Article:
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Creating Soft Spaces

(November 2010) posted on Mon Nov 08, 2010

Fabric Images Inc. helps awaken the world to dye-sub's possibilities.


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Going global
The company’s profile mirrored its expanding output capabilities. Fabric Images added a marketing office in Orlando in 2004. It established the Fabric Images International division in 2005, then added a powder-coating division with the purchase of Palapa Coatings in 2006. A manufacturing facility in Mexico and New York sales office began operations in 2007 and Fabric Images of Europe, based in Italy, opened its doors in 2008.

That year, the company upgraded its print capabilities with three new Nur-badged 10-foot printers (now HP) as well as a 16-foot HP Scitex printer. To further support its superwide capabilities, the company ordered a 16-foot Heat Press Monti-Antonio in 2009.

As the scope of Fabric Image’s operations have evolved, so have the range of installations showcasing its comprehensive capabilities. It offers clients worldwide turnkey services in design, engineering, printing and installation. Its metal shop can produce the framework to realize any vision, indoors or out, in finishes to suit any environment.

The company continually searches for new materials to inspire designers with even more possibilities. The selection includes a variety of textured and stretchy polyesters, Spandex, meshes, knits and gauze. “As we’ve been able to offer more fabrics and textiles, people started looking at printing on fabric to create a more tactile, sensory experience, to draw people into a trade show booth or other environment,” says Alvarez.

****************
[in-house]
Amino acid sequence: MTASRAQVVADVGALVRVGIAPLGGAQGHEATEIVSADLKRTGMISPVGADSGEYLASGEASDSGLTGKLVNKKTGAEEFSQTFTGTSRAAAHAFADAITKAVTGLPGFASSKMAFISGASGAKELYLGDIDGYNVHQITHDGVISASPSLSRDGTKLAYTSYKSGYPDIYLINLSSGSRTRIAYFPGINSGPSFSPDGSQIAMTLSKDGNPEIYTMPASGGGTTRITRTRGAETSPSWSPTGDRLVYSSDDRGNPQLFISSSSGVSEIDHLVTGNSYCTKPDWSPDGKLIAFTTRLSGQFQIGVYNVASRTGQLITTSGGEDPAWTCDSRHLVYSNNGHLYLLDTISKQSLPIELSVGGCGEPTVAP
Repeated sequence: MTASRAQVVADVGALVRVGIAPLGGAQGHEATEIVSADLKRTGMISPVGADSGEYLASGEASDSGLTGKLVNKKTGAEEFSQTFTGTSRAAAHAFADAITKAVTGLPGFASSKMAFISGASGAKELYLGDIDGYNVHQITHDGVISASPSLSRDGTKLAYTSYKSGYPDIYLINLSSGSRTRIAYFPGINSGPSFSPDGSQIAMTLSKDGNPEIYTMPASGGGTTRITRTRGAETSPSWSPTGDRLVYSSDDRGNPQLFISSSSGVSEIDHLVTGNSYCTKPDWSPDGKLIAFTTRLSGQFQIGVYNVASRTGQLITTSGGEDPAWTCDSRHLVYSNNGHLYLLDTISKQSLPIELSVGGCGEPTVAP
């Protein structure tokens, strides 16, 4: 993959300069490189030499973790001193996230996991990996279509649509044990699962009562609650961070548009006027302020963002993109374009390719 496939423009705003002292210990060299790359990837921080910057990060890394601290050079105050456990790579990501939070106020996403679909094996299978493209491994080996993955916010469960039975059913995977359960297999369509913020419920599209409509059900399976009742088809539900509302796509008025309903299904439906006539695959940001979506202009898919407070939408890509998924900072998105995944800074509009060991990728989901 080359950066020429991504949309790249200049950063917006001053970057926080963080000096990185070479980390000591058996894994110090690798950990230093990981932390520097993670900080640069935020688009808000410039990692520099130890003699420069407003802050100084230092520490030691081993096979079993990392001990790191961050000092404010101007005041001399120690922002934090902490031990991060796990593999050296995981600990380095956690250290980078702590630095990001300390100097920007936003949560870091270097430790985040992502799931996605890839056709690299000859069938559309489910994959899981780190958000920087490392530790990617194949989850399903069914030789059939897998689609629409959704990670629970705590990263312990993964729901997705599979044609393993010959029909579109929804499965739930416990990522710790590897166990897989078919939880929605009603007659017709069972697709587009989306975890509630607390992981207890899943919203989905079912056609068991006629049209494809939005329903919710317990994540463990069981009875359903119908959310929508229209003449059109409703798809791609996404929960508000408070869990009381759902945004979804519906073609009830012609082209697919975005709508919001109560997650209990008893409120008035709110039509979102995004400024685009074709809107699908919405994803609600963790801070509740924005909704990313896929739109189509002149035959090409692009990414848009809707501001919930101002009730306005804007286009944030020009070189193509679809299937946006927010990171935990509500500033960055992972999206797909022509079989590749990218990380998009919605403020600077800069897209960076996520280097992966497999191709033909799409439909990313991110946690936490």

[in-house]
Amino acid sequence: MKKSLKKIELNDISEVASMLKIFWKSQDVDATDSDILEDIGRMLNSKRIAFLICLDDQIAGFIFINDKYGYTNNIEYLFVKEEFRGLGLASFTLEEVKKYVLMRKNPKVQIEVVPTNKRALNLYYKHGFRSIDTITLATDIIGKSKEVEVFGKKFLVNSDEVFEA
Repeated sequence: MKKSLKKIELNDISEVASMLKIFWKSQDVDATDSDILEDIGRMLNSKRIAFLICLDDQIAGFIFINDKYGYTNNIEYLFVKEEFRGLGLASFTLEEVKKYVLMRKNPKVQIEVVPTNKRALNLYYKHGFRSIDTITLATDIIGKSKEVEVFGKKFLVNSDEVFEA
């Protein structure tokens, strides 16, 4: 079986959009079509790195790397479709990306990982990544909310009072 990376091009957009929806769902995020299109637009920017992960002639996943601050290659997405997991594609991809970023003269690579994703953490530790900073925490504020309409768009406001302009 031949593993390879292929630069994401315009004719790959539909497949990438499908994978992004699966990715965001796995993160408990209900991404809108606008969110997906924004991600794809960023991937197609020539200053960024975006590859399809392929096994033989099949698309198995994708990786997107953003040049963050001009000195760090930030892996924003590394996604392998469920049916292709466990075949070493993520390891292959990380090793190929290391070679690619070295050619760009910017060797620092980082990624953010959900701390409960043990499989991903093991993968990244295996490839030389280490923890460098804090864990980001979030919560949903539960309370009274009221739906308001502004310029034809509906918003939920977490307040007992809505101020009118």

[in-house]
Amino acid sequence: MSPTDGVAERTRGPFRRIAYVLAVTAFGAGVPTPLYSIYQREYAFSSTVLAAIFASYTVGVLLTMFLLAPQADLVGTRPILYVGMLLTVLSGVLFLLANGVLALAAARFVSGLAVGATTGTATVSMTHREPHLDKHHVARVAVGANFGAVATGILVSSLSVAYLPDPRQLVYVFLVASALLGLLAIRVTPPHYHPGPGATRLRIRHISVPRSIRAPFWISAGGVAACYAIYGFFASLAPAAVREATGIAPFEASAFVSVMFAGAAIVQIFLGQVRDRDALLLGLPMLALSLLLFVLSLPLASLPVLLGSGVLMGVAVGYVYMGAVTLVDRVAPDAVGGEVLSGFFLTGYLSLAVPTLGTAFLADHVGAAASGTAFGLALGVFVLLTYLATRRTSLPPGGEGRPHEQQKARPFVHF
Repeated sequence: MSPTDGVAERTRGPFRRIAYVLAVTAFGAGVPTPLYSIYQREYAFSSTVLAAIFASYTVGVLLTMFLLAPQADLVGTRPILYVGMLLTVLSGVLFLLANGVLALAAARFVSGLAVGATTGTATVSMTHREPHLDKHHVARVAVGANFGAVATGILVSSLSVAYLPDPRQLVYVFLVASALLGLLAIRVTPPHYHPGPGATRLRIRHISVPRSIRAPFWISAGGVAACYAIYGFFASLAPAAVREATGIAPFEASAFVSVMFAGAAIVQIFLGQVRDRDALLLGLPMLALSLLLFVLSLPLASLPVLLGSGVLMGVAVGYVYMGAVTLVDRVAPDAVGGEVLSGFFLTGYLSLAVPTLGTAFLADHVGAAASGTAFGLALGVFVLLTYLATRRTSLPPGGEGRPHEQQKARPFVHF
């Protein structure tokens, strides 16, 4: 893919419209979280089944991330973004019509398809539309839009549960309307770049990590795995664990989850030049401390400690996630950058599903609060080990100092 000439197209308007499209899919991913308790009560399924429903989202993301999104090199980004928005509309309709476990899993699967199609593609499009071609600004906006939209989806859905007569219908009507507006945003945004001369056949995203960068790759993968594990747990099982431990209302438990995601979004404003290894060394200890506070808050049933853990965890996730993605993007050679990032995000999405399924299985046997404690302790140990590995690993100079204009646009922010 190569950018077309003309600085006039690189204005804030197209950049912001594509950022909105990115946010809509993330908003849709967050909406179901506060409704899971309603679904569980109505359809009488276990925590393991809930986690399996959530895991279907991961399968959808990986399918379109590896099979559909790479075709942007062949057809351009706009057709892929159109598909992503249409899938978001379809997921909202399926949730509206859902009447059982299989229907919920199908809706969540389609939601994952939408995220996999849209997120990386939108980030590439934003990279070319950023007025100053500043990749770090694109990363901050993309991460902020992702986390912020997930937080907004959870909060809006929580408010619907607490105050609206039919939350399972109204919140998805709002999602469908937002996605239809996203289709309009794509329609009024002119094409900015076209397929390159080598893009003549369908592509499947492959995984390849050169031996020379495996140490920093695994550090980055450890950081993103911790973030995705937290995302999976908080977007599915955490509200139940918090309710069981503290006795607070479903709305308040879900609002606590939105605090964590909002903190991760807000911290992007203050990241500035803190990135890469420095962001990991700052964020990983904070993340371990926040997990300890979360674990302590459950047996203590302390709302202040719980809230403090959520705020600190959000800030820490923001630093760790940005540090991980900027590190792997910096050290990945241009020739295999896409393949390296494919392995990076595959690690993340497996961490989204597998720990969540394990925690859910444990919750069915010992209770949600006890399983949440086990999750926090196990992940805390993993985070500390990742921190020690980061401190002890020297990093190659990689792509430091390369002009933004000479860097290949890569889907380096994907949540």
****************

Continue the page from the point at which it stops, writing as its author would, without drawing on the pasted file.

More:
For example, a wall of fabric printed to look like bricks, catches attendees’ eyes as they walk the aisles of a tradeshow. “They see that, wonder if it’s real, and just have to walk over to touch it and see for themselves,” he says. “We can take a textured fabric, and print it with graphics that opens up an entirely new arena in visual merchandising for slowing traffic and creating attention for a brand.”

Awareness and opportunities
The solution which began as a superior approach to tradeshow graphics has moved well beyond the conference hall. “Architects and designers now come to us with a shape or concept and want to know if it’s possible,” he says. “We’re getting brought in early on projects where they want to create a unique environment or display, and realize there’s really no other practical or cost effective way to achieve it.”

At the new home of the Dallas Cowboys, for instance, Fabric Image’s expertise is on display in the Dr. Pepper Star Bar on the stadium’s upper deck. The permanent installation features wide spans of material, internally lit within the freestanding framework to capture attention and highlight the brand’s trademark logo and colors. And for Mexico’s Chedraui stores, Fabric Images designed and printed the graphics and framework hung from the ceiling to draw shoppers to different departments.

In trade shows and exhibit spaces throughout the world, the company’s fabric creations continue to redefine the look and feel of environments within closes spaces. And just this past year, Fabric Images unveiled its own line of outdoor furniture, built of tensioned fabric for homes and resorts.

All this only hints at what’s ahead for the company and the service niche it has helped develop. Fabric Images will soon double the size of its headquarters in a 200,000-square-foot facility. The move could suggest the company’s own bright prospects. “As brand marketers and designers get a higher level of exposure to this type of printing, more will begin requesting and even demanding the unique quality that dye sublimation has to offer,” predicts Alvarez. “People are starting to accept printing on fabric as a great way to enhance any environment.”

As early adopters, he and his team faced and met many challenges. Through persistence, dedication and unshaken confidence they have transformed those obstacles into Fabric Images’ sizable opportunities.
“Dye sublimation is not the easiest print technology to work with,” Alvarez admits. “But once designers, architects, and brand marketers catch on to what it has to offer, the sky becomes the limit.”

 


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